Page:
At the Western Governors’ Association Annual Meeting on June 15, 2009, the Western Governors heard a sobering and candid report from Secretary of Energy Steven Chu, which, at its core, indicated that climate change is real and happening faster than scientists previously warned. According to Secretary Chu, "the news is getting scary . . . but the most scary thing in my mind is the [scientific] observations. People can be entitled to their own opinions, but they are not entitled to their own facts." A few of the observations cited by Secretary Chu included the following:
- Loss of 1/2 of the Northern polar ice cap in the last 10 years
- Sea level rise
- 40% of the British Columbia pine is dead
- Extreme water stress in the Western United States (with exception to the Pacific Northwest) as a result of decreased snow pack and changing weather patterns
Secretary Chu was particularly concerned with the continued melting of the permafrost in the Northern Hemisphere, which he predicted could have "runaway effects" due to the massive release of CO2 and methane from the biomass that has accumulated over time.
President of the World Bank, Robert B. Zoellick, also participated in the discussion on climate change, indicating that the rule making that will be necessary for implementing climate change policies will stay with us for decades and will be some of the "toughest negotiations" he has ever seen. Mr. Zoellick stressed the importance of having the Governors plugged into the rule making process since this will be the framework that the states will have to live with. There was also an acknowledgment among the group that the farmers and ranchers are skeptical about climate change, but that this is a key stakeholder group that needs to be part of the equation. Governor Bill Richardson commented that the key will be the creation of a carbon offset market that will work. Secretary of Agriculture, Tom Vilsack, concurred indicating that a carbon offset market will be critical to the survival of rural communities.
The climate change discussion continued during the morning session on June 16, 2009, following presentations from Dr. Susan Shirk, Director of the University of California Institute on Global Conflict and Cooperation, University of California, San Diego, and Eric Heitz, President of The Energy Foundation. The presentations focused on the potential for the United States and China to jointly lead the way forward in Copenhagen and beyond with respect to global climate change policies. However, some of the challenges cited by Dr. Shirk and Mr. Heitz included:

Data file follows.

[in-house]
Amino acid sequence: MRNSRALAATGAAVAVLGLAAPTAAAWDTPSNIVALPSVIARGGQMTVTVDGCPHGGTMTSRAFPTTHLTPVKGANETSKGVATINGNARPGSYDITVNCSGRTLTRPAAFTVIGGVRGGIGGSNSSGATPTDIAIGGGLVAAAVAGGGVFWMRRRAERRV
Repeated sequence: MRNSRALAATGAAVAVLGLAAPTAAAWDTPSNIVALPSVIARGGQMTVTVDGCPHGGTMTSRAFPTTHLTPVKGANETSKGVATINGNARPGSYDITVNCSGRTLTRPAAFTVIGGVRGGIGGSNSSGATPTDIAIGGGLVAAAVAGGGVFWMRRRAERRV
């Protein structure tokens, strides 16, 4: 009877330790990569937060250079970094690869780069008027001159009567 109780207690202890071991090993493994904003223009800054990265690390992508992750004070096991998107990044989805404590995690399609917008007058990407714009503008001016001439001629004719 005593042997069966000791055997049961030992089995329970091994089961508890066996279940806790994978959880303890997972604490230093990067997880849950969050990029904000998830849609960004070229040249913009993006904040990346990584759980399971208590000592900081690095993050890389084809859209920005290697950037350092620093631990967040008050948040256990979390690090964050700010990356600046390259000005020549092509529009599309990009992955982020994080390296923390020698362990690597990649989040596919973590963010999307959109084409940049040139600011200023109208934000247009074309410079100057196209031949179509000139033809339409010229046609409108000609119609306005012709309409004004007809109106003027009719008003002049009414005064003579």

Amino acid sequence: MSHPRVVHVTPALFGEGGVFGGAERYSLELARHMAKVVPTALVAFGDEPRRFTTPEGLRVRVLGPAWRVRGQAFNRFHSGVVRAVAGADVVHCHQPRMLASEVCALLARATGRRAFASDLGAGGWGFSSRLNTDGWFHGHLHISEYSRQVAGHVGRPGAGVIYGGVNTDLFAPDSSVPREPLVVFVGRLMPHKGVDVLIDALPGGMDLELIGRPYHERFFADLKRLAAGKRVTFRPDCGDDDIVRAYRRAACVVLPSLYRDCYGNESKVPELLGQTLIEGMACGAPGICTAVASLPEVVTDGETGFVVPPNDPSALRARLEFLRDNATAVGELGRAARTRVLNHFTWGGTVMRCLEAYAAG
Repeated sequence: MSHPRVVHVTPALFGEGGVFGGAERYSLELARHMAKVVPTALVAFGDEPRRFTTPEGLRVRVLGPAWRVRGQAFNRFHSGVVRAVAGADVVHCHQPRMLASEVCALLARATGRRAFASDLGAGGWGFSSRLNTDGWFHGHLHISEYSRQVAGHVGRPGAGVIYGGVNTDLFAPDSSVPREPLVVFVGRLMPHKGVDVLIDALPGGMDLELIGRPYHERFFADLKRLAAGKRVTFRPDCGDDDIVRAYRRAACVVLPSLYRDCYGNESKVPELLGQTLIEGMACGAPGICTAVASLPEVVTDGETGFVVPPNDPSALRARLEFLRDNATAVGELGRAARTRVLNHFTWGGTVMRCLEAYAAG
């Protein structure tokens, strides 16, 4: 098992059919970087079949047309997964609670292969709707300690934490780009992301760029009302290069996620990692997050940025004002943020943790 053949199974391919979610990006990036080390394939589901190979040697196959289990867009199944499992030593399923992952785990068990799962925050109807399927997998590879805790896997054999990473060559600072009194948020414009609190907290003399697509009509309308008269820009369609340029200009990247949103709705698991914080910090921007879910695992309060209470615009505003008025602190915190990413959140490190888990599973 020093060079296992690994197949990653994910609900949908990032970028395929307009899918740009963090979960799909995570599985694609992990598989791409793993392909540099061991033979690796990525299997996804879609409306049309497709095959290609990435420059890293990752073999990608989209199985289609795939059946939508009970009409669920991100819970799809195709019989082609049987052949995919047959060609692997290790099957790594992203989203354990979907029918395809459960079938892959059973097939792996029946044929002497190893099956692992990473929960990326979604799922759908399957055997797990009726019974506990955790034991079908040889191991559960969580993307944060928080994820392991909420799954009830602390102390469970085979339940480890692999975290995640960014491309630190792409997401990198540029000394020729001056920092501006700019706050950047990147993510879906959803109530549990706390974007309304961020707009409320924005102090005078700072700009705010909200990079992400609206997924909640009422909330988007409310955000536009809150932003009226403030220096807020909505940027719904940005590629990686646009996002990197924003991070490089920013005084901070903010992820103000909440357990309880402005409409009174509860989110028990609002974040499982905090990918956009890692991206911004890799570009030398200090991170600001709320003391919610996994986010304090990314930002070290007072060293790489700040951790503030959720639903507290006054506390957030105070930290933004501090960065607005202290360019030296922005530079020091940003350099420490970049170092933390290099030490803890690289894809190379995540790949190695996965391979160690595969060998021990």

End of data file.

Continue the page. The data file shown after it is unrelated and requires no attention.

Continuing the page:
- China and the U.S. have used each other as reasons not to commit to climate change policies
- China believes the U.S. and other developed countries should lead the way in implementing climate change policies
- While there is an opportunity for increased relations between the U.S. and China, we could also see China balk due to suspicions that the U.S. is trying to slowdown the Chinese economy
- Both countries have domestic policies that will need to be managed
- Some of China’s provincial governments prefer to concentrate on economic growth versus policies that will slow that growth
- China is trying to bring 1 billion people out of poverty
Despite these challenges, the key in achieving success with China will be to understand and build on China’s motivations, which include, among others, resolving local water and air pollution issues that have given rise to health concerns and China’s desire to be the world leader in green technology development.
Eric Heitz debunked the myth that "China is not doing anything on clean energy or climate change" by demonstrating that China has already adopted an ambitious suite of clean energy policies. According to Mr. Heitz:
- China made a $12 billion investment in renewable energy in 2007
- In 2005, China initiated a renewable portfolio standard that resulted in doubling installed wind capacity in 2006, and which doubled again in 2007
- China has initiated its own "green stimulus" package by commiting $221 billion (which of 5% of China’s 2008 GDP) in furthering "green technology"
- China is positioning itself to be a competitor in the world auto market through the manufacture of electric vehicle
During this discussion, the Western Governors identified a WGA initiative aimed at working with the Chinese provincial governments and an organized trip to China to engage in those efforts. President Obama’s appointment of Governor Jon Huntsman as the ambassador to China, will certainly be instrumental in setting the ground work for the WGA’s work in China.
On a final note, the Western Governors adopted two important policy resolutions aimed Global Climate Change Policies:
- Western Governors’ Association Policy Resolution 09-2 (Supporting the Integration of Climate Change Adaptation Science in the West)
- Western Governors’ Association Policy Resolution 09-3 (Regional and National Policies Regarding Global Climate Change)